Type of Publication: Journal article published
    PubMed ID: 21055917
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  • 9
    Keywords: CANCER ; carcinoma ; LUNG ; DIAGNOSIS ; SYSTEM ; RISK ; ASSOCIATION ; BREAST-CANCER ; MALIGNANT-MELANOMA ; ENDOMETRIAL CANCER ; CHILDHOOD-CANCER ; TESTICULAR CANCER ; HELICOBACTER-PYLORI INFECTION ; BODY-MASS INDEX ; LIVING-CONDITIONS ; SOCIOECONOMIC-STATUS ; PARENTAL AGE
    Abstract: Background: Family size and birth order are known to influence the risk of some cancers. However, it is still unknown whether these effects change from early to later adulthood. We used the data of the Swedish Family Cancer Database to further analyze these effects. Methods: We selected over 5.7 million offspring with identified parents but no parental cancer. We estimated the effect of birth order and family size by Poisson regression adjusted for age, sex, period, region and socioeconomic status. We divided the age at diagnosis in two groups, below and over 50 years, to identify the effect of family size and birth order for different age periods. Results: Negative associations for increasing birth order were found for endometrial, testicular, skin, thyroid and connective tissue cancers and melanoma. In contrast, we observed positive association between birth order and lung, male and female genital cancers. Family size was associated with decreasing risk for endometrial and testicular cancers, melanoma and squamous cell carcinoma; risk was increased for leukemia and nervous system cancer. The effect of birth order decreased for lung and endometrial cancer from age at diagnosis below to over 50 years. Combined effects for birth order and family size were marginally significant for thyroid gland tumors. Especially, the relative risk for follicular thyroid gland tumors was significantly decreased for increasing birth order. Conclusion: Our findings suggest that the effect of birth order decreases from early to late adulthood for lung and endometrial cancer
    Type of Publication: Journal article published
    PubMed ID: 21554674
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  • 10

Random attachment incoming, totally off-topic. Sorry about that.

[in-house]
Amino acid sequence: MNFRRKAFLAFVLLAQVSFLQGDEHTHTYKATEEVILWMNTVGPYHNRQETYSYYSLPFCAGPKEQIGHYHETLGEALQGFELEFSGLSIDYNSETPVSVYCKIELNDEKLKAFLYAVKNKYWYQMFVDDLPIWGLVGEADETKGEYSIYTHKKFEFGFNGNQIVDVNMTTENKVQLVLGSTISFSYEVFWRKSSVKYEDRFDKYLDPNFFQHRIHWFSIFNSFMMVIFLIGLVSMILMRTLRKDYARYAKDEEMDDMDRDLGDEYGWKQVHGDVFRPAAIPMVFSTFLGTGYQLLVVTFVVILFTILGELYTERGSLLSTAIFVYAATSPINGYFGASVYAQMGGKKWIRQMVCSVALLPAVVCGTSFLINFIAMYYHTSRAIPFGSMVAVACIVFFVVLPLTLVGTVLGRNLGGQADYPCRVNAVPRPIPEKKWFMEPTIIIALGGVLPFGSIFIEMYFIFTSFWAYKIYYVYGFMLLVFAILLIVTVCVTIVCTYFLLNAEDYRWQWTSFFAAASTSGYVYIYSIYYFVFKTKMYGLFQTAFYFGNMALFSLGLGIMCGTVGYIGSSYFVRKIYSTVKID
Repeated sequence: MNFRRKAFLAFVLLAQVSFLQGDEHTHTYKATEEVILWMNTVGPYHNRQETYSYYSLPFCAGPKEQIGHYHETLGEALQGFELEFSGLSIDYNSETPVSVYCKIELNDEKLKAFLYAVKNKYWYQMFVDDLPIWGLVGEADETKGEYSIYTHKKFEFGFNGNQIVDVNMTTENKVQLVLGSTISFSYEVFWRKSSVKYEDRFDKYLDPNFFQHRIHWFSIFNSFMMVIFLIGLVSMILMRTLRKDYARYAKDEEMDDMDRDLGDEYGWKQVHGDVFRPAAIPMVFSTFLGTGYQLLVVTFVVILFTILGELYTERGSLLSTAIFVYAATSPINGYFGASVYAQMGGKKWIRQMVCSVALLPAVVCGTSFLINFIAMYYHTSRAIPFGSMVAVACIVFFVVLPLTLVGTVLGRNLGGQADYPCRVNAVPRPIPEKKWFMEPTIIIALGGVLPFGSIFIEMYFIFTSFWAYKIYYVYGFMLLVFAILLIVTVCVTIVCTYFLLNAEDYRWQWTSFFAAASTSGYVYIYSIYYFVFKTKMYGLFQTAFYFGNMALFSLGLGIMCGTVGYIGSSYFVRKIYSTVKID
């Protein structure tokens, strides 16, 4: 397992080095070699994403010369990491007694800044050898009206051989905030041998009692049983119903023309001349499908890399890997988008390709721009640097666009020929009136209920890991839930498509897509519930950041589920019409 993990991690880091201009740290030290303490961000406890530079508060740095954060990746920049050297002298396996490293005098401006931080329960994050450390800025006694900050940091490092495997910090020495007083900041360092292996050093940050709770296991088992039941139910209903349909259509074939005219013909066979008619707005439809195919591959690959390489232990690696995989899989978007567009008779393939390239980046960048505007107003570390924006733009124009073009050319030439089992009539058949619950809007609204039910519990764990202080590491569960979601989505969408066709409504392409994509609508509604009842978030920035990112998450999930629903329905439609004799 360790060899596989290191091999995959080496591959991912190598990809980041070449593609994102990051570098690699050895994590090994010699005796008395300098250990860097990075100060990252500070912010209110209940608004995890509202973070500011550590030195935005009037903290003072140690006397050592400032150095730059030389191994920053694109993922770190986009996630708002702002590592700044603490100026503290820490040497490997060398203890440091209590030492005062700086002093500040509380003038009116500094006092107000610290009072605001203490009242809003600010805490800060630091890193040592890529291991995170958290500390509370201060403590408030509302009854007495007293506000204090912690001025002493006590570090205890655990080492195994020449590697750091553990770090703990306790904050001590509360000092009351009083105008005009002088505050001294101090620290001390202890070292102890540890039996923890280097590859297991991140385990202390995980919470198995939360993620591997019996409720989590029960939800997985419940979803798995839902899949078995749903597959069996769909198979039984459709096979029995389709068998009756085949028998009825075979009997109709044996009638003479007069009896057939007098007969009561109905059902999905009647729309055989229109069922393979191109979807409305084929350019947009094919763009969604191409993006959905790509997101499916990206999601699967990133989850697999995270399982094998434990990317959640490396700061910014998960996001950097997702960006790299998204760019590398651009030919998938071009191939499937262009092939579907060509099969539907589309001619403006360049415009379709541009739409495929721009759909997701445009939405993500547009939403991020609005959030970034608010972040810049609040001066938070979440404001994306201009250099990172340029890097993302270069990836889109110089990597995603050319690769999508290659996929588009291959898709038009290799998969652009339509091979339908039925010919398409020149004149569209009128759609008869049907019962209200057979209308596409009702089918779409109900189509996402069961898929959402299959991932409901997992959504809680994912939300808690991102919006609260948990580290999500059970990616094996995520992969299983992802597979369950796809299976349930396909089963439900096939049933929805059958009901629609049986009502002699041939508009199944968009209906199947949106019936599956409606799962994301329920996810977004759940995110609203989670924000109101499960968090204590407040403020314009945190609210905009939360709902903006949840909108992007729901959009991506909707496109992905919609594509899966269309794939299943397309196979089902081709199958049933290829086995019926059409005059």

Keywords: DISEASE ; POPULATION ; breast cancer ; family history ; DATABASE ; BRCA2 MUTATIONS ; TWINS ; susceptibility loci ; GENOME-WIDE ASSOCIATION
    Abstract: Family history of first and second-degree relatives is known to increase the risk for breast cancer. Less data are available on the risks between defined multiple affected close and distant relatives for which the reliability of data may be an issue. Data on affected males are sparse. These questions and the probable genetic models were addressed in this study by means of a nationwide Swedish Family-Cancer Database. We estimated the effect of family history of breast cancer by Poisson regression for women of at least 30 years of age after adjusting for age, period, region, socioeconomic status, number of children, and age at first birth. The results of the study showed that relative risk (RR) for breast cancer was associated with a first degree as well as second-degree family history. Having at least two female affected first-degree relatives increased the RR at least to 2.8, favoring an additive interaction. The risk was increased around ten times in women with both parents affected. When either a father or a mother was affected, the RRs were nearly identical (RR = 1.73 and 1.74, respectively). The RR for a woman increased more when a brother was affected (RR = 2.48) compared to when a sister was affected (RR = 1.87). Having an affected grandmother showed lower familial excess risks than having an affected half sister (RR = 1.27, and 1.26; and RR = 1.39, and 1.50; respectively, for maternal and paternal relatives). We concluded that when both parents were diagnosed with breast cancer, the risk for the daughter was increased tenfold. Having an affected brother showed a somewhat higher risk than having an affected sister. The data suggest that male breast cancer has a higher genetic basis than female breast cancer, which invites further search of the underlying mechanisms.
    Type of Publication: Journal article published
    PubMed ID: 22179927